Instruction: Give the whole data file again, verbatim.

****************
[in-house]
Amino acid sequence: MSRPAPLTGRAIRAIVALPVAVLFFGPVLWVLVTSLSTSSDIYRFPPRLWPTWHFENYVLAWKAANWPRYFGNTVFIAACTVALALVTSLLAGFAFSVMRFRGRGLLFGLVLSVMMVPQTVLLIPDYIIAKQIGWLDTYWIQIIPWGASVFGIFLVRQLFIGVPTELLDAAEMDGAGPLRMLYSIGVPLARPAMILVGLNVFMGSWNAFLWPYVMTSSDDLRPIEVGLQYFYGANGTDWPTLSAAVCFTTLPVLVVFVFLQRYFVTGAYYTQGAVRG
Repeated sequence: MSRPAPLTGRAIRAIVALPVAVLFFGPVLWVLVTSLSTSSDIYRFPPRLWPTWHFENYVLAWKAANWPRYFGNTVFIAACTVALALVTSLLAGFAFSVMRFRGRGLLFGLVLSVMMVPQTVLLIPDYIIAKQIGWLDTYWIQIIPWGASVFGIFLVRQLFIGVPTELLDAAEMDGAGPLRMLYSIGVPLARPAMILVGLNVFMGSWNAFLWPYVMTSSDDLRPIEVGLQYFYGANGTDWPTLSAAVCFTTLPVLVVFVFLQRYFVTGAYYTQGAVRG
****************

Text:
[in-house]
Amino acid sequence: MSRPAPLTGRAIRAIVALPVAVLFFGPVLWVLVTSLSTSSDIYRFPPRLWPTWHFENYVLAWKAANWPRYFGNTVFIAACTVALALVTSLLAGFAFSVMRFRGRGLLFGLVLSVMMVPQTVLLIPDYIIAKQIGWLDTYWIQIIPWGASVFGIFLVRQLFIGVPTELLDAAEMDGAGPLRMLYSIGVPLARPAMILVGLNVFMGSWNAFLWPYVMTSSDDLRPIEVGLQYFYGANGTDWPTLSAAVCFTTLPVLVVFVFLQRYFVTGAYYTQGAVRG
Repeated sequence: MSRPAPLTGRAIRAIVALPVAVLFFGPVLWVLVTSLSTSSDIYRFPPRLWPTWHFENYVLAWKAANWPRYFGNTVFIAACTVALALVTSLLAGFAFSVMRFRGRGLLFGLVLSVMMVPQTVLLIPDYIIAKQIGWLDTYWIQIIPWGASVFGIFLVRQLFIGVPTELLDAAEMDGAGPLRMLYSIGVPLARPAMILVGLNVFMGSWNAFLWPYVMTSSDDLRPIEVGLQYFYGANGTDWPTLSAAVCFTTLPVLVVFVFLQRYFVTGAYYTQGAVRG